Tips to Start a Moving Company
Starting a Successful Moving Business
Written by Jason Farley for Gaebler Ventures
Wondering how to start a moving company? Did you start a moving business and now want to take things to the next level? This article, written by a moving industry veteran, offers some excellent advice on starting and growing a successful moving business.
What are the keys to starting and growing a successful moving business?
Based on my 15 years in the industry, I can tell you it is far less about moving and more about service.
Good service is the key to success. By far, the #1 growth factor is how a customer is treated. Far too many movers put an emphasis on moving only. Anyone can move something. Everyone will occasionally damage something. It's how you treat the customer before, during and after the move that really matters.
If you are starting a moving company for the first time, make sure you get the licenses needed to start a moving company. In regards to licensing and such, look at your state's public utilities commission for what you need to do for local/intrastate moves and visit the Department of Transportation (DOT) web site for licensing requirements for interstate moves.
As a start up or small moving business, stay with trucks under 26,000 GVW (Gross Vehicle Weight). If you go with bigger trucks, you will be much more regulated and so will your drivers.
As you grow a moving business, rentals are vital. Renting trucks is fine and can help you save on overhead. Most rental companies have a rep for accounts. Talk to them as they will give you the best rates. Expect to pay around $50 per day and 10 cents per mile.
Getting insurance for the moving company is very important. Talk to your insurance company and add rentals to your policy. If your insurer doesn't insure rentals, then I would suggest looking elsewhere.
Once your moving business is doing OK, consider buying a truck for the moving business. I would suggest buying a truck as early as you can. It is cheaper. You can get a nice moving truck for $12k-15k or $250 a month. The market is saturated with used moving trucks and there are great deals to be had. Spend the $200 and have the truck inspected before you buy.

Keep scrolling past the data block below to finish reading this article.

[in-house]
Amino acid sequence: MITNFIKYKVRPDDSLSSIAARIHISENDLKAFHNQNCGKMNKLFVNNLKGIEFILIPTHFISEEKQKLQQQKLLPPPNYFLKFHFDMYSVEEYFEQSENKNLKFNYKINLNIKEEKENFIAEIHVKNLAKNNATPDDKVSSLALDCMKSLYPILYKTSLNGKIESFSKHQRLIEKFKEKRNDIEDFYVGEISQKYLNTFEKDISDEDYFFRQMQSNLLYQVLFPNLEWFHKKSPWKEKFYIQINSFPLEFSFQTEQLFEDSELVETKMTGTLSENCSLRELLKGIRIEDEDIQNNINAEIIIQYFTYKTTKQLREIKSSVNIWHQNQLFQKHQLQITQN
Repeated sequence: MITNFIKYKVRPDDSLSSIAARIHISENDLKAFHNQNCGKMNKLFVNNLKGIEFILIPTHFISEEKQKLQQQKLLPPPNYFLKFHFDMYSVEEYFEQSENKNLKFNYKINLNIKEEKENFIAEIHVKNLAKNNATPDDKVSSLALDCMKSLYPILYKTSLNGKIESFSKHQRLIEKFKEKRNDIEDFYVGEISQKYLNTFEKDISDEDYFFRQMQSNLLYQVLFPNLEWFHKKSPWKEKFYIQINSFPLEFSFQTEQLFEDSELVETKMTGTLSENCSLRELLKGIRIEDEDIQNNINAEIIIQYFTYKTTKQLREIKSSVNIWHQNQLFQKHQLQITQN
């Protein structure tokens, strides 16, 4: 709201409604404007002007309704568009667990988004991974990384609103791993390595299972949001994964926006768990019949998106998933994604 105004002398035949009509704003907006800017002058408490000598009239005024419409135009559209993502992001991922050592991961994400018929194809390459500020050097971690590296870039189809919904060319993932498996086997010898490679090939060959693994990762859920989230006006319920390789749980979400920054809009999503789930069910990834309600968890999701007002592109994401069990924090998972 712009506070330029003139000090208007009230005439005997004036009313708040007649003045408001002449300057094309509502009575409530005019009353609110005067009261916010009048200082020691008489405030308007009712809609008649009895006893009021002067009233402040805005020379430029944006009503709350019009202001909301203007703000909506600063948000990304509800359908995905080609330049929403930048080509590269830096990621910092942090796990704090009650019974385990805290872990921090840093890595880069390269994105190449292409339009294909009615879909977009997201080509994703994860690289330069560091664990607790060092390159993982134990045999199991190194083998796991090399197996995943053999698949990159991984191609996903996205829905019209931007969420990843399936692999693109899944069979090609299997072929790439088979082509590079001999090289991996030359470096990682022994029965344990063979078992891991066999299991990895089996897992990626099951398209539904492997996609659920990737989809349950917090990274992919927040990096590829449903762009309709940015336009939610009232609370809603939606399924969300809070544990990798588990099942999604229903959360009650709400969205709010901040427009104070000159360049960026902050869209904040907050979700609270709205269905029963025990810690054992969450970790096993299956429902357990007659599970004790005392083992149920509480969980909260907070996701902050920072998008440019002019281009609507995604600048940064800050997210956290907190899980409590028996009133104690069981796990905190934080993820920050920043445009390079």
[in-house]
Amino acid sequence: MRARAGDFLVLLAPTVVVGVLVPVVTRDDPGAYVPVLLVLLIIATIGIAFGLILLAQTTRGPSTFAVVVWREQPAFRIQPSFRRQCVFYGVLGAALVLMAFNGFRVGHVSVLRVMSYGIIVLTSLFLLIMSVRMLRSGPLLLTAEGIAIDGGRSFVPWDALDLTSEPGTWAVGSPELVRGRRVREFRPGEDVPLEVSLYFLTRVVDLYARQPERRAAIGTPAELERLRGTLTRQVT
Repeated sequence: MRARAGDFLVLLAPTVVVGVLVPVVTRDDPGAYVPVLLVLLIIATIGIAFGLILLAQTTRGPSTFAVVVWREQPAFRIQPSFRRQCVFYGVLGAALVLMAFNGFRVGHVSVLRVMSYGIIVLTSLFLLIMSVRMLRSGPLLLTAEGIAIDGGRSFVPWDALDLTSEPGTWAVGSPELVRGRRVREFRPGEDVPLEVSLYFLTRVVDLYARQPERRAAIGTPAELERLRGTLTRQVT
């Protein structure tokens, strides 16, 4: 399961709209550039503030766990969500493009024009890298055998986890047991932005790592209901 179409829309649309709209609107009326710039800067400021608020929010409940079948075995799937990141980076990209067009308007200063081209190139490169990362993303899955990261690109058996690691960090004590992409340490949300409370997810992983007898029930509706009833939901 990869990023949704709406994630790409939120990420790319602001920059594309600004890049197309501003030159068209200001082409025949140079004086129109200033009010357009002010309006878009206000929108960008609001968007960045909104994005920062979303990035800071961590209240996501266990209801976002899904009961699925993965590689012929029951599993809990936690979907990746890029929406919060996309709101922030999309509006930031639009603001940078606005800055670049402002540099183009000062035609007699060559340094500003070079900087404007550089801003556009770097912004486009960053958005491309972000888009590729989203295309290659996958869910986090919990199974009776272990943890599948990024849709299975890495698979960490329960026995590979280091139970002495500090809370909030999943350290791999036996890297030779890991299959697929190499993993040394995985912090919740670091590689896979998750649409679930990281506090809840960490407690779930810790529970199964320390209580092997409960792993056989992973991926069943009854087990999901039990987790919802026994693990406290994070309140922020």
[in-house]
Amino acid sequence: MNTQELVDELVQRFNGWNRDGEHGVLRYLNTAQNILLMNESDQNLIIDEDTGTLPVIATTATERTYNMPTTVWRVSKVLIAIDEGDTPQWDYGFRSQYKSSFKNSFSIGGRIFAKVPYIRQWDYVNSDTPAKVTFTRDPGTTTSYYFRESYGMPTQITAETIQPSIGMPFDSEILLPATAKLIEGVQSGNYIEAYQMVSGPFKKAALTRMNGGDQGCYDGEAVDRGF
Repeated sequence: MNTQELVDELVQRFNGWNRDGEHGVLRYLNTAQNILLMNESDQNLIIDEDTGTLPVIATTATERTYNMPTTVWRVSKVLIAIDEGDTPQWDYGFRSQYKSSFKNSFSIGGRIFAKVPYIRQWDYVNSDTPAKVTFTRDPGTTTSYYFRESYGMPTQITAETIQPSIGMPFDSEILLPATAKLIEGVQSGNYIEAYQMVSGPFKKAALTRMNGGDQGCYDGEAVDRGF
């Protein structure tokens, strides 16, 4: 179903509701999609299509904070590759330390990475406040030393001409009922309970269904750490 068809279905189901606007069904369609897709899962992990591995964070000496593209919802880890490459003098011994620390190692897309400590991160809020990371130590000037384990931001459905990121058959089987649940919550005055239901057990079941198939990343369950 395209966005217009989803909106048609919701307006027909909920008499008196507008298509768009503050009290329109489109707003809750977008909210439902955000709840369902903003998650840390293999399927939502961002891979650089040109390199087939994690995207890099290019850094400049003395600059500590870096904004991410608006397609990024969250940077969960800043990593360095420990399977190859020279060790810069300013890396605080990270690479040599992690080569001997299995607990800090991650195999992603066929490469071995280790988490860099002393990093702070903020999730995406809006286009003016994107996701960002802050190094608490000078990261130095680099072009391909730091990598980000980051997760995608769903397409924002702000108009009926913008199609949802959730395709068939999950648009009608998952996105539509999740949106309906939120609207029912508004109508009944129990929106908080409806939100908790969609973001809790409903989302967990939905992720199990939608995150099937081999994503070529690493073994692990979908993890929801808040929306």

Logo the truck and keep it clean as far more people will see your truck/billboard everyday on the road than will visit your web page or see a phone book ad. The truck is a marketing tool. Brand it as such.
Beyond the formalities of licensing and trucks, you need to know how to market a moving company. You can be a great mover but if nobody knows that, it really doesn't matter.
Remember, good service is the key. Be different than your competition in the moving industry. Stress service and mean it. The time and effort you put into how to gain a customer should be maintained going forward in keeping them as a happy customer.
Here's an example of how many movers don't think through what the customer wants and what's best for the customer. Most movers charge an hourly rate. Why? It's easier for the moving company.
But put yourself in the customer's shoes. Would you rather have an open-ended cost or an exact upfront cost? We all want to know the costs up front. Nobody wants their moving costs to be a surprise at the end of the move. That's why smart movers offer a fixed cost for moving to the customer.
I promise you, the ability to do this will give you a huge advantage over your competitor. There is good moving company software available to do this for you. I have researched many software products for moving companies and would lean toward Movepoint moving software. That is what I use. There are other options out there, as well. Check them out and decide what is best for you and your moving business.
I would also spend a lot of time on your moving company web site. For moving companies, their web sites are by far the single most important ad source for obtaining new customers.
It makes sense. This generation is web savvy. The web is impersonal but facts are facts, and you either promote yourself to your audience in the way they want or you fail.
When is the last time you opened a phone book? Exactly! A phone book is still relevant but at an ever decreasing rate.
But don't think just having a web page will do. You still need to direct traffic to your site. Learn about Search Engine Optimization (SEO) or hire an SEO consultant to help you out.
How important is the web for movers? Here's a great true example from my company: My top three ad sources for 2009 YTD moving business are: 1,582 leads from "used us before" clients; 1,530 leads from referrals; and 1,478 leads from my web page. In other words, about a third of my moving company's leads come from the web site.
That speaks volumes to how important a good web site is for moving companies, don't you think? I've heard stories of other firms that are doing even better with getting web sites leads for moving companies.
The bottomline? When starting a moving company, don't be a commodity. Don't be exactly like every other moving company. Be image conscientious. Have employees uniformed. Public perception is vital. Be different and offer the very best service. Do this and you will gain business. I assure you.
If you are honest, your employees are honest and clean cut, you operate with integrity, and your price is competitive, then you will succeed as a mover.
Believe me, just doing these four things alone will help you rise above the crowd and make you different than most of your competition.
If anyone would like to chat about the industry or run some questions by me feel free to contact me at 614-785-9595.
Jason Farley is head of Business Development for Leaders Moving & Storage Company, based in Columbus Ohio.
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